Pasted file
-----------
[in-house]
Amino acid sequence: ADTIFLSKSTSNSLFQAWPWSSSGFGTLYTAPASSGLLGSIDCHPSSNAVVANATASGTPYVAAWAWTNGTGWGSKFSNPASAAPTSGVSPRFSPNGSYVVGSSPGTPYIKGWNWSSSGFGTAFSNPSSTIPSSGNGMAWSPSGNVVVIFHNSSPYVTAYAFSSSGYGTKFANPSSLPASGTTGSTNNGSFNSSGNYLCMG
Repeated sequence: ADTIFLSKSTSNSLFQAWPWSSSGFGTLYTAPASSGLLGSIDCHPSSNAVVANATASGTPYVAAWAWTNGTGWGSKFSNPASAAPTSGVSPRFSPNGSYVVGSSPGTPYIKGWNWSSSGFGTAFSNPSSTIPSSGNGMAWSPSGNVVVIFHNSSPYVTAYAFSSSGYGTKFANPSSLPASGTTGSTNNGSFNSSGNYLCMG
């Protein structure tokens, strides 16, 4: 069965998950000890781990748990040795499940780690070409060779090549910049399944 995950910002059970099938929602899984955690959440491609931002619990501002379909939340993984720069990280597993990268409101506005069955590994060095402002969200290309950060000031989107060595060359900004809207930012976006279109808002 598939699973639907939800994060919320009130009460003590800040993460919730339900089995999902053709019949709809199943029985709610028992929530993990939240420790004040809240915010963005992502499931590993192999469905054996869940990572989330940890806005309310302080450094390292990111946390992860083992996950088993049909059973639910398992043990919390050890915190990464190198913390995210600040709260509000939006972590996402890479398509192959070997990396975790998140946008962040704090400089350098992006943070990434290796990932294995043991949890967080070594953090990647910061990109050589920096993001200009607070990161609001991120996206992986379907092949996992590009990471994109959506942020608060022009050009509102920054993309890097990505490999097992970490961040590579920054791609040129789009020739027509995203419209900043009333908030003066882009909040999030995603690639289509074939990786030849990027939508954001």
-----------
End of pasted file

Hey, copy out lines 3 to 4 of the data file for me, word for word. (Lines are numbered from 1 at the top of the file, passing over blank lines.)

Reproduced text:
Repeated sequence: ADTIFLSKSTSNSLFQAWPWSSSGFGTLYTAPASSGLLGSIDCHPSSNAVVANATASGTPYVAAWAWTNGTGWGSKFSNPASAAPTSGVSPRFSPNGSYVVGSSPGTPYIKGWNWSSSGFGTAFSNPSSTIPSSGNGMAWSPSGNVVVIFHNSSPYVTAYAFSSSGYGTKFANPSSLPASGTTGSTNNGSFNSSGNYLCMG
């Protein structure tokens, strides 16, 4: 069965998950000890781990748990040795499940780690070409060779090549910049399944 995950910002059970099938929602899984955690959440491609931002619990501002379909939340993984720069990280597993990268409101506005069955590994060095402002969200290309950060000031989107060595060359900004809207930012976006279109808002 598939699973639907939800994060919320009130009460003590800040993460919730339900089995999902053709019949709809199943029985709610028992929530993990939240420790004040809240915010963005992502499931590993192999469905054996869940990572989330940890806005309310302080450094390292990111946390992860083992996950088993049909059973639910398992043990919390050890915190990464190198913390995210600040709260509000939006972590996402890479398509192959070997990396975790998140946008962040704090400089350098992006943070990434290796990932294995043991949890967080070594953090990647910061990109050589920096993001200009607070990161609001991120996206992986379907092949996992590009990471994109959506942020608060022009050009509102920054993309890097990505490999097992970490961040590579920054791609040129789009020739027509995203419209900043009333908030003066882009909040999030995603690639289509074939990786030849990027939508954001």